25 July 2017

South West US (Bus tour)

Breaking the rules here.
We had just finished an absolutely stunning and most memorable 31 day trip through the Eastern Sierra Nevada of California (in their -then- hottest summer on record). I started this blog with a view to only post bushwalking/hiking/tramping/trekking trips, but this one so rated a mention (and it did have the odd little bit of walking in it) that I had to post about it. Bindlestiff Tours (there are plenty of companies out there, but we think we struck lucky with these guys) do a great 3-day minibus tour out of Las Vegas (and after visiting Vegas, there's nowhere else you want to be but out of it!) of Zion National Park, Bryce Canyon (right), Antelope Canyon, Monument Valley (including the most amazing sunrise you may ever see!) and the Grand Canyon. My most accurate description of the trip is jaw-dropping. They are all great places to visit (and spend much more time than we did on our whirlwind tour - so if you have your own wheels, just give yourself at least a whole day at each place).

Relief filled us as we left Las Vegas (we're not bling people) and we headed from Nevada through the top-left corner of Arizona to Utah and the Zion National Park. Carved out of sand deposits that had turned to stone, Zion canyon was stunning to behold. Would have loved to hiked through more of this, though it was spanking hot when we visited.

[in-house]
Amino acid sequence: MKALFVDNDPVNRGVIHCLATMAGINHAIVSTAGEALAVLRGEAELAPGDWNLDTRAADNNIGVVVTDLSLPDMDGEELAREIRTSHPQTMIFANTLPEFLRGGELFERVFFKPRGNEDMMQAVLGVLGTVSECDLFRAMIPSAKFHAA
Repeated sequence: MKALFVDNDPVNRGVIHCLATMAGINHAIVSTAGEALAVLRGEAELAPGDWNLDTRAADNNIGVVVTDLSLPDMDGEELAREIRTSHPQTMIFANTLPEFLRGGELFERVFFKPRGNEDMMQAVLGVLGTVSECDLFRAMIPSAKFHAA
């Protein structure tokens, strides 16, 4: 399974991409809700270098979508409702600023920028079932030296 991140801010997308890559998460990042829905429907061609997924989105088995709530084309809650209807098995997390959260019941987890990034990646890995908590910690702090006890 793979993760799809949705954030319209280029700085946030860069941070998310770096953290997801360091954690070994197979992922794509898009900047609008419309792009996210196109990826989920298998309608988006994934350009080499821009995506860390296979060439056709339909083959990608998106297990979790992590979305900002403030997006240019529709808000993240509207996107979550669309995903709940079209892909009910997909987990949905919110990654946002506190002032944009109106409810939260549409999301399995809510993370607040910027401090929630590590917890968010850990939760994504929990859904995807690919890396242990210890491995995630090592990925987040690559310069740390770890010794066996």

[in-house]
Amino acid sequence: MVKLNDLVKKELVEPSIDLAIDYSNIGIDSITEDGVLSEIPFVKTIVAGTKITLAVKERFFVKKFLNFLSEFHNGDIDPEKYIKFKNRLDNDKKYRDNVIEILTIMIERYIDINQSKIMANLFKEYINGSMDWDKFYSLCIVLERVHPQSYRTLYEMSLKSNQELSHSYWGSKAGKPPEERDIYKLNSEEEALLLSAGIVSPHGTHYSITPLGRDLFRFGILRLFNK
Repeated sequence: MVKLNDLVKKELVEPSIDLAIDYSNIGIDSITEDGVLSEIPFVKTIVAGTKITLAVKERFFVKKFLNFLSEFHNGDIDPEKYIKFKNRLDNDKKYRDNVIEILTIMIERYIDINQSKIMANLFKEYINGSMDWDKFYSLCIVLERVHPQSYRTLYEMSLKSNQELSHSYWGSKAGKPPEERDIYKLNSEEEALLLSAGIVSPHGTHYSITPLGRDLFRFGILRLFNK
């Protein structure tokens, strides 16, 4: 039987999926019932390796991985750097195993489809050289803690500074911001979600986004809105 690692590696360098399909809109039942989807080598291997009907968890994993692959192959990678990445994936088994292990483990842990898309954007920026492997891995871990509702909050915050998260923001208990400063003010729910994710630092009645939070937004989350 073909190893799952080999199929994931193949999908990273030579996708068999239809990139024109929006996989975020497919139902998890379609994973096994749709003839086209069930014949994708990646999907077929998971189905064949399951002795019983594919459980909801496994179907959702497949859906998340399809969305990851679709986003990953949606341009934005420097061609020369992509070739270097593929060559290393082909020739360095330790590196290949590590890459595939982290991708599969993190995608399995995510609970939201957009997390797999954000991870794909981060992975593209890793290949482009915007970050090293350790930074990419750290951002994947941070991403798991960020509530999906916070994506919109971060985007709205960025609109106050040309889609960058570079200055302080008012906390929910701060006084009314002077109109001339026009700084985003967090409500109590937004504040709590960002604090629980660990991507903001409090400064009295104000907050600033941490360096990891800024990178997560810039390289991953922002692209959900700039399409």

On the same day, we had a bit more time at Bryce Canyon (also in Utah), less a canyon and more a hillside that is decorated with the most amazing formations (called hoodoos).

The following day we hit Hoover Dam (a little boring from a bus, would be more fun in a boat) and then Antelope Canyon (now in Navajo Nation, surrounded by Arizona) - a real highlight. Being on the tour allowed us to skip some of the queues, but it is definitely worth queuing for! The Navajo guides are hilarious in their tour-group leadership, based largely on one-upmanship with other group leaders. If you allow yourself to be distracted from the stunning beauty of the the canyon, it would be easy to feel like you're being pushed through a sausage machine, but we were completely captivated by the colour and shapes, not to mention entertained by the guides. 

Next major stop was Monument Valley (still in Arizona) for an overnight camp. The tour in the afternoon was truly very nice , eventually getting out and away from the crowds and then with some lovely musical moments from the two Navajo guides, but the definite gob-smacking, jaw-dropping, heart-stopping highlight was what greeted us in the morning as we climbed out of our tents at six in the morning... (here are the West and East Mittens).
Having harvested several dropped jawbones from the surrounding landscape, day three led us on to for me the most moving geological formation of the whole trip, the Grand Canyon.
The Grand Canyon is one of the earth's monumental reminders (Uluru is another) of our fleeting existence in this universe. On our most bored (or depressed) days we might think that our lifetime is overly long, but if you get to glimpse the depth of time shown in the rocks of the Grand Canyon (and there are other places in the world that do this too) you can feel truly insignificant! Hopefully that is liberating in it's own way...

As seen on Andrew Purdam's Bushwalking Treasure Box blog.
Disclaimer: The information given is of a general nature only and whilst all care has been taken, no responsibility can be assumed by the author.Conditions change, regulations change. Any reader doing these hikes after reading these notes must show due diligence and be experienced enough to take responsibility for their own decisions and actions.